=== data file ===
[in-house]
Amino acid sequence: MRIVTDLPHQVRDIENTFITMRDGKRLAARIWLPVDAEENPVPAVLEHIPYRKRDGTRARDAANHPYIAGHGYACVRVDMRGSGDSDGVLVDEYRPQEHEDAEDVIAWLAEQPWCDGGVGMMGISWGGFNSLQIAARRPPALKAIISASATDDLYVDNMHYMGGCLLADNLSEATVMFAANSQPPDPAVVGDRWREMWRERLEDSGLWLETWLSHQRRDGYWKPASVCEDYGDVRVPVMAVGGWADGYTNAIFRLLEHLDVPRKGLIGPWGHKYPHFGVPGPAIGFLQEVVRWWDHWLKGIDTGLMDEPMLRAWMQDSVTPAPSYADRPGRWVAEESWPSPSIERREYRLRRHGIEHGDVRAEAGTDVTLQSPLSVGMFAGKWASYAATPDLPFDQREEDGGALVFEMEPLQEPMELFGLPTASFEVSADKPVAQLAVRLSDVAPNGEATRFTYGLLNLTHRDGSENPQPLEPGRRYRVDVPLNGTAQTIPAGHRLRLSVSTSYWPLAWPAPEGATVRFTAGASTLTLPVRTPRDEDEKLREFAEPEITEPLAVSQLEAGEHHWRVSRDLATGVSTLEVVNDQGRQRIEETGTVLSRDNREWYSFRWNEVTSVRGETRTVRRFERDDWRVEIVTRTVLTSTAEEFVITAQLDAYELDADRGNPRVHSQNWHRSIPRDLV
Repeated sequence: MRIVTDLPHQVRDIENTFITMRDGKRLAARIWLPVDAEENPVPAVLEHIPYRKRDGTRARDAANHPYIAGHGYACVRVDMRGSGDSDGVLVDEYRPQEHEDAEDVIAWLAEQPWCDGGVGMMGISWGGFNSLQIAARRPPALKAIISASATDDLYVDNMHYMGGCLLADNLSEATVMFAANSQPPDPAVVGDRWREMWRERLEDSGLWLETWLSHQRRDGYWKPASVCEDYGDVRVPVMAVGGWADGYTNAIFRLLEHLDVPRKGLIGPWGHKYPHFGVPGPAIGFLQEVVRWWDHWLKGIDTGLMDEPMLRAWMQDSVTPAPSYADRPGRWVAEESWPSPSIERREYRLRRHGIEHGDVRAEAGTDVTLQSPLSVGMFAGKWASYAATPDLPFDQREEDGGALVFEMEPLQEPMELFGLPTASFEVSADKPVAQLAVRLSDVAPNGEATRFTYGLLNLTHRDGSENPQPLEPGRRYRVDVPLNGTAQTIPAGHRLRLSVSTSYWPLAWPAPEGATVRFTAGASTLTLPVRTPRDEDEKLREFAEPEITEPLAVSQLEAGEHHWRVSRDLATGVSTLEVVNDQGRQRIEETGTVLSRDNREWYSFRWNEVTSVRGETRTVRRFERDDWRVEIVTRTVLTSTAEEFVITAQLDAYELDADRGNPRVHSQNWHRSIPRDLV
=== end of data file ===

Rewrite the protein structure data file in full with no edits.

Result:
[in-house]
Amino acid sequence: MRIVTDLPHQVRDIENTFITMRDGKRLAARIWLPVDAEENPVPAVLEHIPYRKRDGTRARDAANHPYIAGHGYACVRVDMRGSGDSDGVLVDEYRPQEHEDAEDVIAWLAEQPWCDGGVGMMGISWGGFNSLQIAARRPPALKAIISASATDDLYVDNMHYMGGCLLADNLSEATVMFAANSQPPDPAVVGDRWREMWRERLEDSGLWLETWLSHQRRDGYWKPASVCEDYGDVRVPVMAVGGWADGYTNAIFRLLEHLDVPRKGLIGPWGHKYPHFGVPGPAIGFLQEVVRWWDHWLKGIDTGLMDEPMLRAWMQDSVTPAPSYADRPGRWVAEESWPSPSIERREYRLRRHGIEHGDVRAEAGTDVTLQSPLSVGMFAGKWASYAATPDLPFDQREEDGGALVFEMEPLQEPMELFGLPTASFEVSADKPVAQLAVRLSDVAPNGEATRFTYGLLNLTHRDGSENPQPLEPGRRYRVDVPLNGTAQTIPAGHRLRLSVSTSYWPLAWPAPEGATVRFTAGASTLTLPVRTPRDEDEKLREFAEPEITEPLAVSQLEAGEHHWRVSRDLATGVSTLEVVNDQGRQRIEETGTVLSRDNREWYSFRWNEVTSVRGETRTVRRFERDDWRVEIVTRTVLTSTAEEFVITAQLDAYELDADRGNPRVHSQNWHRSIPRDLV
Repeated sequence: MRIVTDLPHQVRDIENTFITMRDGKRLAARIWLPVDAEENPVPAVLEHIPYRKRDGTRARDAANHPYIAGHGYACVRVDMRGSGDSDGVLVDEYRPQEHEDAEDVIAWLAEQPWCDGGVGMMGISWGGFNSLQIAARRPPALKAIISASATDDLYVDNMHYMGGCLLADNLSEATVMFAANSQPPDPAVVGDRWREMWRERLEDSGLWLETWLSHQRRDGYWKPASVCEDYGDVRVPVMAVGGWADGYTNAIFRLLEHLDVPRKGLIGPWGHKYPHFGVPGPAIGFLQEVVRWWDHWLKGIDTGLMDEPMLRAWMQDSVTPAPSYADRPGRWVAEESWPSPSIERREYRLRRHGIEHGDVRAEAGTDVTLQSPLSVGMFAGKWASYAATPDLPFDQREEDGGALVFEMEPLQEPMELFGLPTASFEVSADKPVAQLAVRLSDVAPNGEATRFTYGLLNLTHRDGSENPQPLEPGRRYRVDVPLNGTAQTIPAGHRLRLSVSTSYWPLAWPAPEGATVRFTAGASTLTLPVRTPRDEDEKLREFAEPEITEPLAVSQLEAGEHHWRVSRDLATGVSTLEVVNDQGRQRIEETGTVLSRDNREWYSFRWNEVTSVRGETRTVRRFERDDWRVEIVTRTVLTSTAEEFVITAQLDAYELDADRGNPRVHSQNWHRSIPRDLV